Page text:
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Reblogged this on quirkywritingcorner and commented:
I like several of the points she made especially about treating the characters as real people.
You and I believed and did a lot of the same things, Lauren, and it can really stifle creativity. Sometimes, the best voice a writer can listen to is her inner voice. Thanks for the post. Pinned & shared. 🙂
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I needed to read this right at this time. Thanks SO much for this. I used to write as you describe and advise, and got caught up in the rules and mechanics, and I’ve nearly lost my will to write. I do best with stream of consciousness writing. And I’m going to stick with that. I will be re-blogging this on my blog, dotluvs2write.com. Thanks again!
Your characters are real people if you allow them to be. As you noted, in the beginning they feel like simply characters you have created rather than allowing them to become real. Its a difficult process and allowing them to develop is not as easy as some would have us think.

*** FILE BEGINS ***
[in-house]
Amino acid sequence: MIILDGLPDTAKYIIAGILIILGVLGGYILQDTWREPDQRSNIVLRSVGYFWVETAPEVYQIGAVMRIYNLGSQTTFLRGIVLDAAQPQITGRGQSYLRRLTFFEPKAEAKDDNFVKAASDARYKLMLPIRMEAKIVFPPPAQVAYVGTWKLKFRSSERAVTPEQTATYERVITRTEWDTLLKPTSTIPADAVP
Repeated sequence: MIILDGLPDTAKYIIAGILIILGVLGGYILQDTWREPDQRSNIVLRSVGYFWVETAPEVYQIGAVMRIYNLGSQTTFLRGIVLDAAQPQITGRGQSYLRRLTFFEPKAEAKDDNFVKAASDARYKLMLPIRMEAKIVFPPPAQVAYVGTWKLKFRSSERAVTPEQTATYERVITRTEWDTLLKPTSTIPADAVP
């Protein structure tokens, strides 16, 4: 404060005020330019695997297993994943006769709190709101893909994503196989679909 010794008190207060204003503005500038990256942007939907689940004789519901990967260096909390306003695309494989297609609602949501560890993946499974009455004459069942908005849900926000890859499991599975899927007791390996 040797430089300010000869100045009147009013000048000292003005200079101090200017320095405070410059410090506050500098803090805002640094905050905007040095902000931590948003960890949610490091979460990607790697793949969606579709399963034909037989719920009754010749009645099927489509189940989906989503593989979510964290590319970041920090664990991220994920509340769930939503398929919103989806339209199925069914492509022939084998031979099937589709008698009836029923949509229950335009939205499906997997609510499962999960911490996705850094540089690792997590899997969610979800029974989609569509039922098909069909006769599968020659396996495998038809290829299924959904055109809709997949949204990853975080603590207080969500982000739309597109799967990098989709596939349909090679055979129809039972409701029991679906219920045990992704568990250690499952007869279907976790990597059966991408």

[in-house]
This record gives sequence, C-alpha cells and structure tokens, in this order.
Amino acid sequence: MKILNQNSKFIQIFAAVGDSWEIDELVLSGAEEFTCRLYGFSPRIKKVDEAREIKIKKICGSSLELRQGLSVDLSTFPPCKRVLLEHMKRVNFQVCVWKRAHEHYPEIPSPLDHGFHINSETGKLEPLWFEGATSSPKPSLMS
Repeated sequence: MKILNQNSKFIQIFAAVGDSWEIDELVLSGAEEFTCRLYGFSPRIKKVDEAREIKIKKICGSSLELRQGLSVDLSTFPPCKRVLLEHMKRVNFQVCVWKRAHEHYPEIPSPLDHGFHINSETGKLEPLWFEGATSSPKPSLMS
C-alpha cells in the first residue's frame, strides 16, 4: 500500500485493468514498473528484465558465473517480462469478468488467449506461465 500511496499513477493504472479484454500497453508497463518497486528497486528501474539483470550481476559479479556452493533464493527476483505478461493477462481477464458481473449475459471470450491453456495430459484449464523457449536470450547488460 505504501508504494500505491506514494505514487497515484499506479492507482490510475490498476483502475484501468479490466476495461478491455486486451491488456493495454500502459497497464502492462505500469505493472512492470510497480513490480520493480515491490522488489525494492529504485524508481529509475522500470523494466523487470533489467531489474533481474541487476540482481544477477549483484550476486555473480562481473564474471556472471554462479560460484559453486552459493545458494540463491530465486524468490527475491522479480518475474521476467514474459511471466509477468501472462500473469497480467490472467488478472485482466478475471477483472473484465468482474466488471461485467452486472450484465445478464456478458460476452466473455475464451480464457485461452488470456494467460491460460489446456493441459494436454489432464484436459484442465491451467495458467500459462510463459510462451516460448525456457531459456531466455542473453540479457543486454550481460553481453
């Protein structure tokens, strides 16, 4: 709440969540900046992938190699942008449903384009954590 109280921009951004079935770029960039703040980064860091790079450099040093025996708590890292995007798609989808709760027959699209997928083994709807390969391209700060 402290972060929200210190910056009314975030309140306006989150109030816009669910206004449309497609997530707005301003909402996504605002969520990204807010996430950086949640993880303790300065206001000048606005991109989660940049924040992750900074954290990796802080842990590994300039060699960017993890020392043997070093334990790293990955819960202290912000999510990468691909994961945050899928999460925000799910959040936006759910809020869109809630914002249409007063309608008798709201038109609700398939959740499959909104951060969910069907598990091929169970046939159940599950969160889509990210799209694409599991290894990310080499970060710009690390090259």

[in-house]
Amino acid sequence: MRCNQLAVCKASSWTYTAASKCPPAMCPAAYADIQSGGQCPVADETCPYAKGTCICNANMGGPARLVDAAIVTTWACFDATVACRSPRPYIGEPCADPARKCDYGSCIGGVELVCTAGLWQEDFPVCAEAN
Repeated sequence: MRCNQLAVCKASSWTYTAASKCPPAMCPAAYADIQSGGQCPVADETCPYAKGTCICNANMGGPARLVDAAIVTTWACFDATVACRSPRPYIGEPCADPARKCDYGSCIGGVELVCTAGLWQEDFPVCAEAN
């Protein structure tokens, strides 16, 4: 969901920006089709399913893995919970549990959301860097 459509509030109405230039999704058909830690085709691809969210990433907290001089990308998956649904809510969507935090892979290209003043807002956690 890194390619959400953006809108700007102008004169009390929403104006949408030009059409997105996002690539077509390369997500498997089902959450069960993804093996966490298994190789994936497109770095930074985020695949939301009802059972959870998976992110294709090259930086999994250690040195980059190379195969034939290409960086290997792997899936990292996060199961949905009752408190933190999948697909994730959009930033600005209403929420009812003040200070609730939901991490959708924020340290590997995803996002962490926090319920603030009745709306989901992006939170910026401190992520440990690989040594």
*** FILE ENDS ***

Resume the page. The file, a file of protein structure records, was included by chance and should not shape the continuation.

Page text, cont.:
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Wow! This is a different and better point of view of writing. Thank you so much!
Reblogged this on Tomorrow Beckons and commented:
I’ve always suspected that my characters are real. Thanks for this helpful advice!
I think you are spot on here! Thanks for this! Am re-posting.
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Very inspiring and liberating, thank you.
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Greetings to you Lauren,
When I first started writing, my father said to me, “At some point, your characters will take on a life of their own.” Writing in response blends in perfectly to that–once that happened, my writing just took off. Fiction or nonfiction (but especially fiction), at the end of the day, when it’s written from your heart, that’s what counts. Thank you for this post.
Reblogged this on Viv Drewa – The Owl Lady.
So true. Unless you first connect with your characters no one else will!👍
Reblogged this on Where Genres Collide.
Lauren, this is stunning! I will try it! Thank you for writing this.